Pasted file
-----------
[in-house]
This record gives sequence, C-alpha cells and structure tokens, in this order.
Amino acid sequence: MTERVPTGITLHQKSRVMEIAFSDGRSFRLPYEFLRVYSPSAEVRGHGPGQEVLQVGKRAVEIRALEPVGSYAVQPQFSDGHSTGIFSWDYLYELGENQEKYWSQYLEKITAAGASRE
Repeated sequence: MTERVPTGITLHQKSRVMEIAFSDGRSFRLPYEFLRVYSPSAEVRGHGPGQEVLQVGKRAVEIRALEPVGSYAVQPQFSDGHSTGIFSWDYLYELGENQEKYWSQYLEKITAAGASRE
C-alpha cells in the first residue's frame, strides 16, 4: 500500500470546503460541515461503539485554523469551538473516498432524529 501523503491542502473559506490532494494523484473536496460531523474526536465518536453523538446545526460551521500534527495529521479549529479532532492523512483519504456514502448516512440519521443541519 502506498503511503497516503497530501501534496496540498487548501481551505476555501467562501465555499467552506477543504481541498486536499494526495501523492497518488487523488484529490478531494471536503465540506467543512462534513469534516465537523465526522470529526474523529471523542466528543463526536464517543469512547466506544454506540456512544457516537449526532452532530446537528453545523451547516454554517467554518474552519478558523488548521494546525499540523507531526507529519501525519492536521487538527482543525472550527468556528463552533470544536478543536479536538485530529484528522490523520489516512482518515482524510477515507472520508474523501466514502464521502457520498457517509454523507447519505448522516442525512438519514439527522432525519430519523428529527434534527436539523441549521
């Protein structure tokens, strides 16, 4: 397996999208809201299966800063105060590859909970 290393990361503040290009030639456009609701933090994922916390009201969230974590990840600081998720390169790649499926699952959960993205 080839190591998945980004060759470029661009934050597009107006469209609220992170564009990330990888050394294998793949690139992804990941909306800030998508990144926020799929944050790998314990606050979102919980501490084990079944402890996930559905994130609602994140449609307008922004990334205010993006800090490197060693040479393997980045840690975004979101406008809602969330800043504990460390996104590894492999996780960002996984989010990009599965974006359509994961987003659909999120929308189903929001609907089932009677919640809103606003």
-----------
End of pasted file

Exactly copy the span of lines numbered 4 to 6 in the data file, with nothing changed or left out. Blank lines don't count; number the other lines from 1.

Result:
Repeated sequence: MTERVPTGITLHQKSRVMEIAFSDGRSFRLPYEFLRVYSPSAEVRGHGPGQEVLQVGKRAVEIRALEPVGSYAVQPQFSDGHSTGIFSWDYLYELGENQEKYWSQYLEKITAAGASRE
C-alpha cells in the first residue's frame, strides 16, 4: 500500500470546503460541515461503539485554523469551538473516498432524529 501523503491542502473559506490532494494523484473536496460531523474526536465518536453523538446545526460551521500534527495529521479549529479532532492523512483519504456514502448516512440519521443541519 502506498503511503497516503497530501501534496496540498487548501481551505476555501467562501465555499467552506477543504481541498486536499494526495501523492497518488487523488484529490478531494471536503465540506467543512462534513469534516465537523465526522470529526474523529471523542466528543463526536464517543469512547466506544454506540456512544457516537449526532452532530446537528453545523451547516454554517467554518474552519478558523488548521494546525499540523507531526507529519501525519492536521487538527482543525472550527468556528463552533470544536478543536479536538485530529484528522490523520489516512482518515482524510477515507472520508474523501466514502464521502457520498457517509454523507447519505448522516442525512438519514439527522432525519430519523428529527434534527436539523441549521
């Protein structure tokens, strides 16, 4: 397996999208809201299966800063105060590859909970 290393990361503040290009030639456009609701933090994922916390009201969230974590990840600081998720390169790649499926699952959960993205 080839190591998945980004060759470029661009934050597009107006469209609220992170564009990330990888050394294998793949690139992804990941909306800030998508990144926020799929944050790998314990606050979102919980501490084990079944402890996930559905994130609602994140449609307008922004990334205010993006800090490197060693040479393997980045840690975004979101406008809602969330800043504990460390996104590894492999996780960002996984989010990009599965974006359509994961987003659909999120929308189903929001609907089932009677919640809103606003």